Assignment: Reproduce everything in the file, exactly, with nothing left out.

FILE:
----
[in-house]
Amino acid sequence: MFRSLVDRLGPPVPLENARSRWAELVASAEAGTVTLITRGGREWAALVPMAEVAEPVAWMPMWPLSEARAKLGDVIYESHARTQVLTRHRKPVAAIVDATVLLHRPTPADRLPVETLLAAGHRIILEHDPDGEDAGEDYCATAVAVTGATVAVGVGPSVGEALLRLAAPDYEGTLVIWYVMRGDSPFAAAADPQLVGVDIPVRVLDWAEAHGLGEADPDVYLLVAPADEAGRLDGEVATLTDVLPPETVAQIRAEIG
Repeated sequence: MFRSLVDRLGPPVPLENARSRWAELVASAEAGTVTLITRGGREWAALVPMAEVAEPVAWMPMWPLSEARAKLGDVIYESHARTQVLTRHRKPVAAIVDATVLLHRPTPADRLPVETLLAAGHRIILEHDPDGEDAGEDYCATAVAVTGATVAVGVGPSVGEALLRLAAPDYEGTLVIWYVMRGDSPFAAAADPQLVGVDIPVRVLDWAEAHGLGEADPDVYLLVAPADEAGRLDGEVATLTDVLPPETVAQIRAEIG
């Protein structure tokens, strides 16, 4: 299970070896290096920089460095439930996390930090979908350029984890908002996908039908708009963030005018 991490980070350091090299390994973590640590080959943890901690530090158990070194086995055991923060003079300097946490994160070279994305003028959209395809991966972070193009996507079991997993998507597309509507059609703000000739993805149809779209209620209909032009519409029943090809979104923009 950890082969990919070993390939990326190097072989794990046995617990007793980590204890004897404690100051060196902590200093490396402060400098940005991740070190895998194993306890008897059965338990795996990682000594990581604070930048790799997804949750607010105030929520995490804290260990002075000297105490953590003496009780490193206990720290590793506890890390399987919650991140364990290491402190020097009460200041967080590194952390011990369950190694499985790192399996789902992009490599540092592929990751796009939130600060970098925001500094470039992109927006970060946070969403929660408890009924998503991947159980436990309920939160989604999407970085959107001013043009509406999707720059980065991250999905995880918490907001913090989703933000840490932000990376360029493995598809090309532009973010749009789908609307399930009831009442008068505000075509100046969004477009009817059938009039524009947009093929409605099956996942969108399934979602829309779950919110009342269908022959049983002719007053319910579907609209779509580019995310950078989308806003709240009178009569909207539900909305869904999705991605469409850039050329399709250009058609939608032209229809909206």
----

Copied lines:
[in-house]
Amino acid sequence: MFRSLVDRLGPPVPLENARSRWAELVASAEAGTVTLITRGGREWAALVPMAEVAEPVAWMPMWPLSEARAKLGDVIYESHARTQVLTRHRKPVAAIVDATVLLHRPTPADRLPVETLLAAGHRIILEHDPDGEDAGEDYCATAVAVTGATVAVGVGPSVGEALLRLAAPDYEGTLVIWYVMRGDSPFAAAADPQLVGVDIPVRVLDWAEAHGLGEADPDVYLLVAPADEAGRLDGEVATLTDVLPPETVAQIRAEIG
Repeated sequence: MFRSLVDRLGPPVPLENARSRWAELVASAEAGTVTLITRGGREWAALVPMAEVAEPVAWMPMWPLSEARAKLGDVIYESHARTQVLTRHRKPVAAIVDATVLLHRPTPADRLPVETLLAAGHRIILEHDPDGEDAGEDYCATAVAVTGATVAVGVGPSVGEALLRLAAPDYEGTLVIWYVMRGDSPFAAAADPQLVGVDIPVRVLDWAEAHGLGEADPDVYLLVAPADEAGRLDGEVATLTDVLPPETVAQIRAEIG
């Protein structure tokens, strides 16, 4: 299970070896290096920089460095439930996390930090979908350029984890908002996908039908708009963030005018 991490980070350091090299390994973590640590080959943890901690530090158990070194086995055991923060003079300097946490994160070279994305003028959209395809991966972070193009996507079991997993998507597309509507059609703000000739993805149809779209209620209909032009519409029943090809979104923009 950890082969990919070993390939990326190097072989794990046995617990007793980590204890004897404690100051060196902590200093490396402060400098940005991740070190895998194993306890008897059965338990795996990682000594990581604070930048790799997804949750607010105030929520995490804290260990002075000297105490953590003496009780490193206990720290590793506890890390399987919650991140364990290491402190020097009460200041967080590194952390011990369950190694499985790192399996789902992009490599540092592929990751796009939130600060970098925001500094470039992109927006970060946070969403929660408890009924998503991947159980436990309920939160989604999407970085959107001013043009509406999707720059980065991250999905995880918490907001913090989703933000840490932000990376360029493995598809090309532009973010749009789908609307399930009831009442008068505000075509100046969004477009009817059938009039524009947009093929409605099956996942969108399934979602829309779950919110009342269908022959049983002719007053319910579907609209779509580019995310950078989308806003709240009178009569909207539900909305869904999705991605469409850039050329399709250009058609939608032209229809909206």